Raul Carstocea discussed the shared history of Poles and Ukrainians at the 9th Europe-Ukraine Forum

NX2A3871Dr. Raul Carstocea has just returned from the 9th Europe-Ukraine Forum in Łódź, Poland. Among prominent experts and politicians, Dr. Carstocea participated in the event to moderate a panel on Polish-Ukrainian relations in light of their problematic history.

ECMI Senior Research Associate Dr. Raul Carstocea has just returned from the 9th Europe-Ukraine Forum, which was organised by the Foundation Institute for Eastern Studies in Łódź, Poland.

The annual Forum is a large scale and high level event with over 700 participants; most of the speakers were senior public officials, members of their respective parliaments and/or governments, including:

  • Minister of Foreign Affairs of Poland, Mr. Witold Waszczykowski,
  • Speaker of the Polish Sejm, Mr. Marek Kuchcinski,
  • Vice-President of the European Parliament, Mr. Ioan Mircea Pascu,
  • Deputy Speaker of the Supreme Council of Ukraine Ms. Oksana Syroyid,
  • Chairman of the Parliament of Georgia, Mr. David Usupashvili.

Dr. Carstocea was invited to moderate a panel on “Ethnic Minorities and Dialogue on Common History: A Challenge for Ukraine and its Neighbours”. The aim of the panel was to address primarily Polish-Ukrainian relations in light of their problematic history, particularly during the interwar period and Second World War. Other participants in the panel were:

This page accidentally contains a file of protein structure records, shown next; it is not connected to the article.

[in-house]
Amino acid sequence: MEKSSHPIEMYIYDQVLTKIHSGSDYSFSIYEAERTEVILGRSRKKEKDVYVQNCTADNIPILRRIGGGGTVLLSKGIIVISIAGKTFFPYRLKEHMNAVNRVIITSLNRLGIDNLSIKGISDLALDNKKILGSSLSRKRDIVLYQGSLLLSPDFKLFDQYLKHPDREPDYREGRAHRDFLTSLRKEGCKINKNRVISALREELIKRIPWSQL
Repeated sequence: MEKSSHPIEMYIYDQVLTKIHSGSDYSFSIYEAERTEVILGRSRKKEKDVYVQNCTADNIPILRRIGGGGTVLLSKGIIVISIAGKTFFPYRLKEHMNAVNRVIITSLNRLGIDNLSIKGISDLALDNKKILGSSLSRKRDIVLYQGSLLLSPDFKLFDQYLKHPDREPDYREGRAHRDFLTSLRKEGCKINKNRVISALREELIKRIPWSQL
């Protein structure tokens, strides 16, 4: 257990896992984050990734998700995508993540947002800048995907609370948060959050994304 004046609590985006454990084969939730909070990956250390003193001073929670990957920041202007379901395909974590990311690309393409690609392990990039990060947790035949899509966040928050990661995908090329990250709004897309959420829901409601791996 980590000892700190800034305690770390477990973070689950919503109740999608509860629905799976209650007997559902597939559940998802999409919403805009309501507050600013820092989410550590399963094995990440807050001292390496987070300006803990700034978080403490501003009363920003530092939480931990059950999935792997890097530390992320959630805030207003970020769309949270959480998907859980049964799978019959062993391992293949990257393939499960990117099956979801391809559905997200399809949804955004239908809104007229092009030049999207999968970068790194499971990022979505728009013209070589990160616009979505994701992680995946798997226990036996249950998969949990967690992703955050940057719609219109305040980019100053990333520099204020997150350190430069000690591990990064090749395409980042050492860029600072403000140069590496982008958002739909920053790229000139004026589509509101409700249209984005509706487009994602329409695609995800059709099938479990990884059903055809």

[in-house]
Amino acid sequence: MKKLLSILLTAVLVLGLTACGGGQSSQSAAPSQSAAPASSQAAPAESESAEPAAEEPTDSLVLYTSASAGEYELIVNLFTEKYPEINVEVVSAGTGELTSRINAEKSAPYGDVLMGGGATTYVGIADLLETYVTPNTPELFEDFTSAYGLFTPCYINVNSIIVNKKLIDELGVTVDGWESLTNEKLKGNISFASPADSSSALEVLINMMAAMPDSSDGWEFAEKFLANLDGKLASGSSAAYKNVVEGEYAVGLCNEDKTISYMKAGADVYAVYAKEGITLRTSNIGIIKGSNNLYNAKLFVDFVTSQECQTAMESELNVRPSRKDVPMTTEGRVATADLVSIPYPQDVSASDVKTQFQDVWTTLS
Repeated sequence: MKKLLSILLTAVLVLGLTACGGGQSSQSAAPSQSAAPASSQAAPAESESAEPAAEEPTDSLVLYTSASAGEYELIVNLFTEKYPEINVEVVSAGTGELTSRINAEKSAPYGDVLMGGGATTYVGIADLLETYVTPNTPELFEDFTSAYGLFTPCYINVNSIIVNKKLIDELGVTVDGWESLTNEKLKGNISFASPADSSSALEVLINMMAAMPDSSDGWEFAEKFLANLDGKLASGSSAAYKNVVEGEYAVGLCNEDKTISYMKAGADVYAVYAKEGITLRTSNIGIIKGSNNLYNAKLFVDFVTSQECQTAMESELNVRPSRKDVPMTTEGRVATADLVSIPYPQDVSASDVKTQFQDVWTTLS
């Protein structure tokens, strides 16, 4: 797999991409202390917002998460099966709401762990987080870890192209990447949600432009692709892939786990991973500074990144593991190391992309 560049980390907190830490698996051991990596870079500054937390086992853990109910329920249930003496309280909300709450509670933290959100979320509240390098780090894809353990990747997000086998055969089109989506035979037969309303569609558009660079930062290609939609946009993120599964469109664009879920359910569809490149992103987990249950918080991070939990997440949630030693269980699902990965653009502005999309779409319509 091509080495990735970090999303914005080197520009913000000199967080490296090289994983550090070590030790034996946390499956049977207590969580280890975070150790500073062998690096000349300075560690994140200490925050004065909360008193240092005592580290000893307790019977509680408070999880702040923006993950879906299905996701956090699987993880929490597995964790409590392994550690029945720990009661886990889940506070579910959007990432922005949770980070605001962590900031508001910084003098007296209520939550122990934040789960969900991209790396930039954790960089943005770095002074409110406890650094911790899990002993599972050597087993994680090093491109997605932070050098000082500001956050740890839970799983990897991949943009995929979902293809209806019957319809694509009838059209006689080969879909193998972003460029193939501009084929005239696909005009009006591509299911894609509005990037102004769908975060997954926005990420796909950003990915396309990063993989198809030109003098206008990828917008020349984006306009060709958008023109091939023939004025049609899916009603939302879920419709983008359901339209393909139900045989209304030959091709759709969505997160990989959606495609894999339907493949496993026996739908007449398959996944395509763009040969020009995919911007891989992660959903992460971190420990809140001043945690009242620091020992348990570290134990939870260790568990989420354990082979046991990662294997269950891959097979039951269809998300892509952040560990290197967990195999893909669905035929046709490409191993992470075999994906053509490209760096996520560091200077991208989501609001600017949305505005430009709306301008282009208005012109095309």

• Mr. Jan Dziedziczak, Deputy Minister of Foreign Affairs, Poland;
  • Mr. Jean-Pierre Froehly, Senior Political Advisor and Head of the Director’s Office, ODIHR, OSCE;
  • Mr. Nikolajs Kabanovs, Member of the Parliament of Latvia and International Board Director of the LABA trade union;
  • Mr. Ivan Krulko, Member of the Parliament of Ukraine;
  • Mr. Dan Stoenescu, Minister Delegate for Romanians Abroad, Government of Romania.

In his opening presentation, Dr. Carstocea emphasised the shared history of Poles and Ukrainians, and the multi-cultural character of the provinces they inhabited before World War II; the fact that identities that were multiple and fluid were politically instrumentalised into antagonistic positions, resulting in ethnic cleansing carried out by both groups against the other; about the problems that the recent de-communisation laws pose for Polish-Ukrainian relations; and about the need for cooperation between historians and historical institutes and their engaging in open dialogue rather than attempting to ‘legislate’ the past.

The discussions after the opening statements focused on controversial issues such as: Europe, Russia and Ukraine; the refugee crisis and whether it has led to a marginalisation of the Ukrainian crisis in the media and European institutions’ attention; the role of history in understanding the dynamics of the conflict and how the two sides perceive it.

The event took place between 24-26 January and included a number of panel discussions and side events, with over 450 speakers involved. One of the special events at the Forum was Tim Judah’s (war journalist, currently a special correspondent of The Economist) book launch (“In Wartime. Stories from Ukraine”), based on interviews he conducted in 2014 and 2015 with people from both sides involved in the conflict.

See the programme of the forum and its detailed description.

9th Europe-Ukraine Forum in Łódź, Poland. Panel on “Ethnic Minorities and Dialogue on Common History: A Challenge for Ukraine and its Neighbours”. Photo: Foundation Institute for Eastern Studies.

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